A body falls from the Tarpeian Rock, a looming structure that overlooks the ancient Roman Forum. People assume it’s a suicide, but a woman insists she saw someone push the vitcim. When an investigation is called for, Flavia Alba is ready to help. A Capitol Death is a traditional whodunit set in ancient times, but it feels remarkably fresh.
Author Lindsey Davis (Pandora’s Boy) balances grit and frivolity with ease. Flavia feels like the love child of Philip Marlowe and Carrie Bradshaw—she’s on the case, observing and reporting with care, but keeps a running line of saucy commentary on everyone throughout. This death would hardly raise a fuss were it not for the Imperial Triumphs, a sort of war parade/street fair hybrid set to take place. The dead man organized the entire affair and made plenty of enemies in the process, on top of being widely disliked in general. Flavia researches the case and then comes home to the drama of her home, still under construction, with ever-changing staff and their own drama. Stolen moments with her husband, and their snappy repartee, are sweet side trips.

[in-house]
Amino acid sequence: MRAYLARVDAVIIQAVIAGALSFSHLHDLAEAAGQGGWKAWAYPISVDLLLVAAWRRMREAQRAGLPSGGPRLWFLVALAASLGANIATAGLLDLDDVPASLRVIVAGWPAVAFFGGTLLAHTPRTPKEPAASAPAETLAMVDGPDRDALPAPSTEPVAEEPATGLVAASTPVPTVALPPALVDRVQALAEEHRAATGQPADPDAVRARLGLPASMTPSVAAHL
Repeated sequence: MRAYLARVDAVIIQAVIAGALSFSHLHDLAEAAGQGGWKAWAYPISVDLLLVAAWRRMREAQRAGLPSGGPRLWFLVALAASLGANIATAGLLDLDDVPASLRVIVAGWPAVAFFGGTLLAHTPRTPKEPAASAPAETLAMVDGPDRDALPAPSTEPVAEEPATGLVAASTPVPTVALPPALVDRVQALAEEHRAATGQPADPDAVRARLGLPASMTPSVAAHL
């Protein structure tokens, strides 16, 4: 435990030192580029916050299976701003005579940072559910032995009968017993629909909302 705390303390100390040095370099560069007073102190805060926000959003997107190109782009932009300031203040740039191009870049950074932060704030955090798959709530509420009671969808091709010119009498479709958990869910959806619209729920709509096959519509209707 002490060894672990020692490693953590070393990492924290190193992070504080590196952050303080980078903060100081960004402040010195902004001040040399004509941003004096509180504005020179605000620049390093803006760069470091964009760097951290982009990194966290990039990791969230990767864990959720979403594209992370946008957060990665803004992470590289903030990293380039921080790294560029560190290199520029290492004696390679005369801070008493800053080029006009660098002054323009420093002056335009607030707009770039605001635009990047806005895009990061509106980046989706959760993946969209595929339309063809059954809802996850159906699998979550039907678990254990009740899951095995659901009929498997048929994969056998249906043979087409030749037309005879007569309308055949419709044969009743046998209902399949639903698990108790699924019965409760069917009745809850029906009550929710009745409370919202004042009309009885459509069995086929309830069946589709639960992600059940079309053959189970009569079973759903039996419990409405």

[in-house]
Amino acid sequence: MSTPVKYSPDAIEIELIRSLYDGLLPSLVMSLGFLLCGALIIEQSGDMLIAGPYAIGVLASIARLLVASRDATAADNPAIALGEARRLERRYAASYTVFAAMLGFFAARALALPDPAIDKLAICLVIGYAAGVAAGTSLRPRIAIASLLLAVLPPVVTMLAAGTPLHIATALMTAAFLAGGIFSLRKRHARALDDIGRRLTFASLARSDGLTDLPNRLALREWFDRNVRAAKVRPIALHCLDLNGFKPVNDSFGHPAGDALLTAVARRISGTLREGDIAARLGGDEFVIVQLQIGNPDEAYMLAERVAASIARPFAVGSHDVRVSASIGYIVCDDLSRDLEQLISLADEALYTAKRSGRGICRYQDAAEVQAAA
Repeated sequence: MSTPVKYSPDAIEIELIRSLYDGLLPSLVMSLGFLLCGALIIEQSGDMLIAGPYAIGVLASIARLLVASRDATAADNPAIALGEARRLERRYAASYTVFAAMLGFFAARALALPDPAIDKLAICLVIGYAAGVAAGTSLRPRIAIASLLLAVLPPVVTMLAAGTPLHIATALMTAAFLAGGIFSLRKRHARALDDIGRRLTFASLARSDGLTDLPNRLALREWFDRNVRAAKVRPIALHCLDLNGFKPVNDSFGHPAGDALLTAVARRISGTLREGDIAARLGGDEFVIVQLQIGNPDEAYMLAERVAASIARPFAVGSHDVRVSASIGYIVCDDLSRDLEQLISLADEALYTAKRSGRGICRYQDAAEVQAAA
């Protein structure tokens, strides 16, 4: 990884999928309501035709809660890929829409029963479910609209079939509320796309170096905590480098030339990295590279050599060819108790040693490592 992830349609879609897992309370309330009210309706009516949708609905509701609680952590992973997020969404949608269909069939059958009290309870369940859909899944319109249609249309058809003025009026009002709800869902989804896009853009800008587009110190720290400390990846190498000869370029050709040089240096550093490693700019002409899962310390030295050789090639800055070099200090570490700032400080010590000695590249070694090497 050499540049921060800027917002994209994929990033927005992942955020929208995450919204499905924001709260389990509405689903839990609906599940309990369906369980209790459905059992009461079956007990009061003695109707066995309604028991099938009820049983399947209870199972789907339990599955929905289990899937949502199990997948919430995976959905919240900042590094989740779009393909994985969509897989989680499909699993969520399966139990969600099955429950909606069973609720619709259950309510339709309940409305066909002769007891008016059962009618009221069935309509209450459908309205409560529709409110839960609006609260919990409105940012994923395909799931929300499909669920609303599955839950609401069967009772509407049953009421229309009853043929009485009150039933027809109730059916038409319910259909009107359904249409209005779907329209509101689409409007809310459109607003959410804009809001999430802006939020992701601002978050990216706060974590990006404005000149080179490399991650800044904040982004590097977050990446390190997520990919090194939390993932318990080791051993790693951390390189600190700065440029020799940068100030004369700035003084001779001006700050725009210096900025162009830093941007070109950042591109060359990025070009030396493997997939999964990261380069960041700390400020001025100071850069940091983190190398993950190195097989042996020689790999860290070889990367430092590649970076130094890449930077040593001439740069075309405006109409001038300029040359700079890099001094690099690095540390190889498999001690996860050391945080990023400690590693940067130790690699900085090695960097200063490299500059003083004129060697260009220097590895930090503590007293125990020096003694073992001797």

Her childhood as a British orphan gives Flavia an acute awareness of class and difference. She can gently mold herself to fit in almost any situation and draw people into her confidence. The story builds with numerous twists toward a thrilling conclusion, but much of the pleasure comes from the deep, realistic world Davis has created and the people who inhabit it.